Kentucky finished in the top 50 nationally in three-point percentage the next two seasons, thanks largely to Doron Lamb, but, in the four full seasons since then, the Cats have finished in the top 100 just once and have been No. 150 or worse the other three times.
So far this season, Kentucky is shooting 33.2 percent from long range and went into this past weekend ranked No. 243 nationally in that category.
“Coach Cal has had shooters,” Meyer said. “But I think shooting is lower on the value list than other traits for a (UK) prospect. Now, some of that’s just the way it is because very few players are complete players. And, typically, your five-star type players, your one-and-dones, if they have a weakness, most of the time it usually is shooting. They’re great athletes and they have other (ways to score).
“It’s not necessarily a criticism of Coach Calipari. Obviously, he’s a great coach and knows what he’s doing. Phenomenal recruiter. But, when you look at this (2017) class, and when you look at what has been a concern for Kentucky teams in the past, you can’t help but think about outside shooting.”
The argument could be made that UK has indeed had great shooters the past three seasons — Devin Booker, Jamal Murray and now Monk have all been dynamic outside threats — but they weren’t necessarily dead-eye shooters as recruits. Booker (33.7 percent in his final summer on the Nike circuit), Murray (36.3 percent) and Monk (34.6 percent) all had substantially lower three-point numbers as prospects than they did as Wildcats. Some of that is shot selection, some of it is playing with more talented teammates and some of it is the inherent improvement of young players.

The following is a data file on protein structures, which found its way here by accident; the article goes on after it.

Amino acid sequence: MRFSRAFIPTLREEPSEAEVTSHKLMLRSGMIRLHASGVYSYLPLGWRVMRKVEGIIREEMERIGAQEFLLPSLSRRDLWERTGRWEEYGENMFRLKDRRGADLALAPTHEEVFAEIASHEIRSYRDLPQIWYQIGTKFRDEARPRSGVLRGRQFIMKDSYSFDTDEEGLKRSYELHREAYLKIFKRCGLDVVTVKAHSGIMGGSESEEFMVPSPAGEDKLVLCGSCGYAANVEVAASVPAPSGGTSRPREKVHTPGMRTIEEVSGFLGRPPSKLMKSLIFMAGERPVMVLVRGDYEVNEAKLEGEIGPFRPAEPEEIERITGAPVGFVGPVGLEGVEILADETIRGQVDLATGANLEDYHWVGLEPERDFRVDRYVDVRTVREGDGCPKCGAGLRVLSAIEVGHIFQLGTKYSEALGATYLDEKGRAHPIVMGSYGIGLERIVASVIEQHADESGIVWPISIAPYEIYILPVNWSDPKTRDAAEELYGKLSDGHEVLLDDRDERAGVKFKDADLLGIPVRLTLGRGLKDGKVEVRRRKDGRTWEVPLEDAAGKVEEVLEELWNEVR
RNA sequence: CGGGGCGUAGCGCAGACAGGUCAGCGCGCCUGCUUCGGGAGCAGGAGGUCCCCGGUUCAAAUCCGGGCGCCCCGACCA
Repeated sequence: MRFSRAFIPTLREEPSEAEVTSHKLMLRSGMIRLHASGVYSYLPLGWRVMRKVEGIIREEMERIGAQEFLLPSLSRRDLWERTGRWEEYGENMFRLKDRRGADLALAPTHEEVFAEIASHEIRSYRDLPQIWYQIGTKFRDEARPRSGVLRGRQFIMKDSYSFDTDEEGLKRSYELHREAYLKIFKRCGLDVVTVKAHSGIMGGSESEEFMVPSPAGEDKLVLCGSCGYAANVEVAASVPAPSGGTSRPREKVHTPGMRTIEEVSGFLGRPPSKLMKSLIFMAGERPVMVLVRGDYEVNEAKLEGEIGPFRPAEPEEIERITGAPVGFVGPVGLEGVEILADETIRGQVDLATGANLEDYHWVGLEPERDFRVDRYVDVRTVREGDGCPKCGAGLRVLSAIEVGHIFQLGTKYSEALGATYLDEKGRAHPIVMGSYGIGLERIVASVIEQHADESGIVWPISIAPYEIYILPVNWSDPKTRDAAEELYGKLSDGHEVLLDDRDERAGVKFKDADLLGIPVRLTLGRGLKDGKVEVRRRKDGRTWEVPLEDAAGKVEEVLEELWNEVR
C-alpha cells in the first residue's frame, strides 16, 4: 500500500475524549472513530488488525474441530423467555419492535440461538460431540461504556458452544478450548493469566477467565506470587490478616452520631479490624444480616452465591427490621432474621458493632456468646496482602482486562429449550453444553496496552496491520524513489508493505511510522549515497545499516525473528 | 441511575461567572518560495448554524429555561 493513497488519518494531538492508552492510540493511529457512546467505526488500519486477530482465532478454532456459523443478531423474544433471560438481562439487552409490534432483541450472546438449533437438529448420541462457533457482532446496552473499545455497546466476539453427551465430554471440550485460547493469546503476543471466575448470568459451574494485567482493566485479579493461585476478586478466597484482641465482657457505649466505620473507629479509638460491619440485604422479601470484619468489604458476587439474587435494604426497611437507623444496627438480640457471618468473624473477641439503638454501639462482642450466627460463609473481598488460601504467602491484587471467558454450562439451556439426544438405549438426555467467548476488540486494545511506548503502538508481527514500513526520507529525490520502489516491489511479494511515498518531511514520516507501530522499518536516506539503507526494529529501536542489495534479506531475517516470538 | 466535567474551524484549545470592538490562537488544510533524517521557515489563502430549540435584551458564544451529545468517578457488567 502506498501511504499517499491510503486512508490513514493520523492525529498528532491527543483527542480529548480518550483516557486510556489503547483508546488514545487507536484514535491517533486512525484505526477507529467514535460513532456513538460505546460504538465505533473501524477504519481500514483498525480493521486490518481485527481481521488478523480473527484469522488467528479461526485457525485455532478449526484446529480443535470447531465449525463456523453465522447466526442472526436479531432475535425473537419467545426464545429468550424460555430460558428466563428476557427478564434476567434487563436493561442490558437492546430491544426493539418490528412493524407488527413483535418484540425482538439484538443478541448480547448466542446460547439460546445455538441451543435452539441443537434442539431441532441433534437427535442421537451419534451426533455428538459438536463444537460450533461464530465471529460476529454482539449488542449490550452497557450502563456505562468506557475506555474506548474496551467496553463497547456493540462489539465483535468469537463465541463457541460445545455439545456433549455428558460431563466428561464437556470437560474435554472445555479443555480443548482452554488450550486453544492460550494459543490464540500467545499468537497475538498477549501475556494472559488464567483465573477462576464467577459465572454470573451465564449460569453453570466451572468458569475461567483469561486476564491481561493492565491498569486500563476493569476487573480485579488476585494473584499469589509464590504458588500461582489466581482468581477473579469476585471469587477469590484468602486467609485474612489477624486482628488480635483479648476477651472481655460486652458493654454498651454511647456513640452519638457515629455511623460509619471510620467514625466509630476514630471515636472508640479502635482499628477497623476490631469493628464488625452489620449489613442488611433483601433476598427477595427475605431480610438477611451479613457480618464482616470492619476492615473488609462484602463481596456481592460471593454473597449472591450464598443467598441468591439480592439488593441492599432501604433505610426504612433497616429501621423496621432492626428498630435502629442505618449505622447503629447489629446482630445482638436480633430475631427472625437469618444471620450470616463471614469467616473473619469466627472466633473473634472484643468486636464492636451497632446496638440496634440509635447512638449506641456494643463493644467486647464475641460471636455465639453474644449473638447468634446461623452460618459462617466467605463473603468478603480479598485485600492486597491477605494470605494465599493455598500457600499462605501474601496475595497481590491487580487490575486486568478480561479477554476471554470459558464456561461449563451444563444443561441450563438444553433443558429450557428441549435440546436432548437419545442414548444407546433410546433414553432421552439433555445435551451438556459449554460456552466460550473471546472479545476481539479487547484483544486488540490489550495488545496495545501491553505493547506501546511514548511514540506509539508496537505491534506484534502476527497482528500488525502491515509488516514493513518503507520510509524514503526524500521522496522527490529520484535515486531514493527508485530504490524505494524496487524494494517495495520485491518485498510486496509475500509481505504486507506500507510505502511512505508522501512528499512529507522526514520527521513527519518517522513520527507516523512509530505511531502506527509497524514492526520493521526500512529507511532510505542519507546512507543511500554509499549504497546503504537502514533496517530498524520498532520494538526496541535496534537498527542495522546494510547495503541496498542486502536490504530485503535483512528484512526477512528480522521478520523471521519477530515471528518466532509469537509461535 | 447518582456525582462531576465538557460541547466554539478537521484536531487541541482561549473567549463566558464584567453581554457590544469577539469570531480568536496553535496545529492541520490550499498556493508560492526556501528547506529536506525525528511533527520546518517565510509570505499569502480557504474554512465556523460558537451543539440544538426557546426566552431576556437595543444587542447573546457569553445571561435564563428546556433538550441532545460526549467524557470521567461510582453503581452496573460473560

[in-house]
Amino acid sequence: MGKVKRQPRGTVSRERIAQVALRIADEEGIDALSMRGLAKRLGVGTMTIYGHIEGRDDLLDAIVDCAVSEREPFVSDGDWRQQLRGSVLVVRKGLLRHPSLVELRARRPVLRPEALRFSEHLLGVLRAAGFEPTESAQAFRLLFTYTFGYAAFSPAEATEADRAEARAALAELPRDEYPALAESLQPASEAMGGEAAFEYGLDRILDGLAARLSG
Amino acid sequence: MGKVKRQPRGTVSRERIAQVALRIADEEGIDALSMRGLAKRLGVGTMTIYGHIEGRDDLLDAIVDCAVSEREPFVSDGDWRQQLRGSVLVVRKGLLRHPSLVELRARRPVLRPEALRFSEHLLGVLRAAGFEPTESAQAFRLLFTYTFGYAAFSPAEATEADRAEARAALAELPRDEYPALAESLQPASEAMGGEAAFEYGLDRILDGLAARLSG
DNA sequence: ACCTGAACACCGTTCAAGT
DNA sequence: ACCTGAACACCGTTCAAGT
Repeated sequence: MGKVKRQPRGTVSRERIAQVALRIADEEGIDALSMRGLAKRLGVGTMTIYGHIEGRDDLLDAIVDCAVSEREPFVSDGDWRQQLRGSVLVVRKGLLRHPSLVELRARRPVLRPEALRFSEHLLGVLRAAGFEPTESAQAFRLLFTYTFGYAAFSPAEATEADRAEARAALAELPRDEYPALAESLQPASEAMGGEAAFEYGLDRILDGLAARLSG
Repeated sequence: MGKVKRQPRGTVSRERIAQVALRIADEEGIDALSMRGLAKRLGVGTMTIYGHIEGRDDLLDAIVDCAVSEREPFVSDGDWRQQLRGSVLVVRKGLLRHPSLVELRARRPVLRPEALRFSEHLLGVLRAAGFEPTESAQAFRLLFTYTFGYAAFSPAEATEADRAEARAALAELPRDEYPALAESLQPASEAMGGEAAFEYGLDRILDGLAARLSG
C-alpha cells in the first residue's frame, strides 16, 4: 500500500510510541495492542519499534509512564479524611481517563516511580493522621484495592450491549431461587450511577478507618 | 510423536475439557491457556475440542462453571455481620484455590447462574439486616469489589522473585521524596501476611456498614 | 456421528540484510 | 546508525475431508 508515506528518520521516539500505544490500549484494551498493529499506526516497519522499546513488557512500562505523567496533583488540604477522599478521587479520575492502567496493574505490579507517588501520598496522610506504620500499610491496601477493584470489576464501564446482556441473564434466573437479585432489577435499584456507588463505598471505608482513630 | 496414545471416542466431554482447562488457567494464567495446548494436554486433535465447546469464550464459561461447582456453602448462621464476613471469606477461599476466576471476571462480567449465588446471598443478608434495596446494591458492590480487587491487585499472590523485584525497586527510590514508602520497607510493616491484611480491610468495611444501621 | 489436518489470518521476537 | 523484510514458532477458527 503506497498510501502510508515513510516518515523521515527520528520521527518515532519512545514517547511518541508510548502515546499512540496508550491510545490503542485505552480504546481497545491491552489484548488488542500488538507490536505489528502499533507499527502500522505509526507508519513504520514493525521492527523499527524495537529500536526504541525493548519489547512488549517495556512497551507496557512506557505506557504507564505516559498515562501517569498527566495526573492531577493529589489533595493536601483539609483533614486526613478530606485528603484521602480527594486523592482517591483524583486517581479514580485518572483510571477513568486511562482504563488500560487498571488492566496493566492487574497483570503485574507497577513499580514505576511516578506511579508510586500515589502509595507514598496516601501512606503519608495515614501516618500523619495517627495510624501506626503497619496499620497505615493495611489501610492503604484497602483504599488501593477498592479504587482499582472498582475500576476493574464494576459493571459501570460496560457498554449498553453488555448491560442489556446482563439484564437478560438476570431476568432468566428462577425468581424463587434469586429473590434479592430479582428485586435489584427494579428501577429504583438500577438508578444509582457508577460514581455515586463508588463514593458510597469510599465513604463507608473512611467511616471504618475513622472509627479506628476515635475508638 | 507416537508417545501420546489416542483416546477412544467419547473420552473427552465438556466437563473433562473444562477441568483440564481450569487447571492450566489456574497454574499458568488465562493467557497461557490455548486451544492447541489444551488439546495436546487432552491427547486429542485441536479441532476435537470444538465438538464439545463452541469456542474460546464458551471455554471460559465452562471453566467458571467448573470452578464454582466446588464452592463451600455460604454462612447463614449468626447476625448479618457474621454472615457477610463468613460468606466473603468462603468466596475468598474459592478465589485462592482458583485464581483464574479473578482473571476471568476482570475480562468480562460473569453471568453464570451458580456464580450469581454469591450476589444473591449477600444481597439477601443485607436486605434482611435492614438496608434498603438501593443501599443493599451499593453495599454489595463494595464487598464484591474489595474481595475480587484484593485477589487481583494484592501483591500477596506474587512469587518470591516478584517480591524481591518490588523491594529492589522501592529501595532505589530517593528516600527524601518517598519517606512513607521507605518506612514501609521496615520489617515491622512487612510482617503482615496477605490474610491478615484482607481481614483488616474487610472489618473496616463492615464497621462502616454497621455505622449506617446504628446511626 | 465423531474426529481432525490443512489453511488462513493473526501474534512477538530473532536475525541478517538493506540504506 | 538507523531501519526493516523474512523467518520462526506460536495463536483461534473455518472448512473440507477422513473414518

Three-point shooting of recent UK shooting guards
3-pt % at UK
3-pt % in final AAU season
There are a few reasons why UK — despite its unprecedented recruiting successes of the past few years — hasn’t ended up with more dead-eye shooters in those recruiting classes.
First, UK recruits the best of the best, and there simply aren’t that many great shooters among the top 25 prospects in the country in any given year.
So, realistically, Calipari could either go after a great talent like Diallo, who does so many things well but struggles with his outside shot, or he could look outside the top 50, maybe even the top 100, for a great shooter to fill that spot.
“Coach Cal, of course he values shooting,” Meyer said. “But I don’t think he values it like a Mike Brey (of Notre Dame) or a John Beilein (of Michigan). Now, some of that is circumstance. I’m sure if John Beilein and Mike Brey were recruiting for Kentucky, they would probably value athleticism and overall playmaking more, and (go after) one-and-done type players.